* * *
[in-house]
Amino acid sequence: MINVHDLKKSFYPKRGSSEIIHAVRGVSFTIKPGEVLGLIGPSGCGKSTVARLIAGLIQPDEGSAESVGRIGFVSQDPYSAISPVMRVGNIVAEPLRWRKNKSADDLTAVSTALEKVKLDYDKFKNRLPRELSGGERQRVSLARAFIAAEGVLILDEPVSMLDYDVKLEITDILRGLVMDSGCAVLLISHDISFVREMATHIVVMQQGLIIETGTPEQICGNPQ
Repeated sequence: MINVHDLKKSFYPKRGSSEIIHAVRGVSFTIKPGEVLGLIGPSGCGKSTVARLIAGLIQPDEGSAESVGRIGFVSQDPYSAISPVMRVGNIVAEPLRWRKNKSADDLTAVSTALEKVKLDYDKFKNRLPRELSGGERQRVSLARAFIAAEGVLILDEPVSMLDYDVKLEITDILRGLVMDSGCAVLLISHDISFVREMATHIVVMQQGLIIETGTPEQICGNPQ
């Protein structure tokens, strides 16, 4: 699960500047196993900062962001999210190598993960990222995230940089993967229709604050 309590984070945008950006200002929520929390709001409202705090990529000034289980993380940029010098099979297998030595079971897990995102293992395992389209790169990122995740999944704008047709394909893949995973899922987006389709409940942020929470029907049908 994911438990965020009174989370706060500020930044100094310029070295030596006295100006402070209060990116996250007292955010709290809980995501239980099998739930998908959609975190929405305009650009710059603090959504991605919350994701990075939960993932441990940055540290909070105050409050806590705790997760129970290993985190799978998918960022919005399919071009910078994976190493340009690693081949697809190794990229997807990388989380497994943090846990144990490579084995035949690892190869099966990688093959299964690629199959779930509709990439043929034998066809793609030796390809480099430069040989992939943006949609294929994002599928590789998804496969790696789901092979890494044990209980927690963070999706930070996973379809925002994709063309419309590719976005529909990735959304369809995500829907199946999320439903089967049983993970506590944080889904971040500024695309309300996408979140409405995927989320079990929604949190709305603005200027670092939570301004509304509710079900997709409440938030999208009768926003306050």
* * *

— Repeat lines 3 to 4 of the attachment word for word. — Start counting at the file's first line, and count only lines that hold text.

Repeated sequence: MINVHDLKKSFYPKRGSSEIIHAVRGVSFTIKPGEVLGLIGPSGCGKSTVARLIAGLIQPDEGSAESVGRIGFVSQDPYSAISPVMRVGNIVAEPLRWRKNKSADDLTAVSTALEKVKLDYDKFKNRLPRELSGGERQRVSLARAFIAAEGVLILDEPVSMLDYDVKLEITDILRGLVMDSGCAVLLISHDISFVREMATHIVVMQQGLIIETGTPEQICGNPQ
């Protein structure tokens, strides 16, 4: 699960500047196993900062962001999210190598993960990222995230940089993967229709604050 309590984070945008950006200002929520929390709001409202705090990529000034289980993380940029010098099979297998030595079971897990995102293992395992389209790169990122995740999944704008047709394909893949995973899922987006389709409940942020929470029907049908 994911438990965020009174989370706060500020930044100094310029070295030596006295100006402070209060990116996250007292955010709290809980995501239980099998739930998908959609975190929405305009650009710059603090959504991605919350994701990075939960993932441990940055540290909070105050409050806590705790997760129970290993985190799978998918960022919005399919071009910078994976190493340009690693081949697809190794990229997807990388989380497994943090846990144990490579084995035949690892190869099966990688093959299964690629199959779930509709990439043929034998066809793609030796390809480099430069040989992939943006949609294929994002599928590789998804496969790696789901092979890494044990209980927690963070999706930070996973379809925002994709063309419309590719976005529909990735959304369809995500829907199946999320439903089967049983993970506590944080889904971040500024695309309300996408979140409405995927989320079990929604949190709305603005200027670092939570301004509304509710079900997709409440938030999208009768926003306050």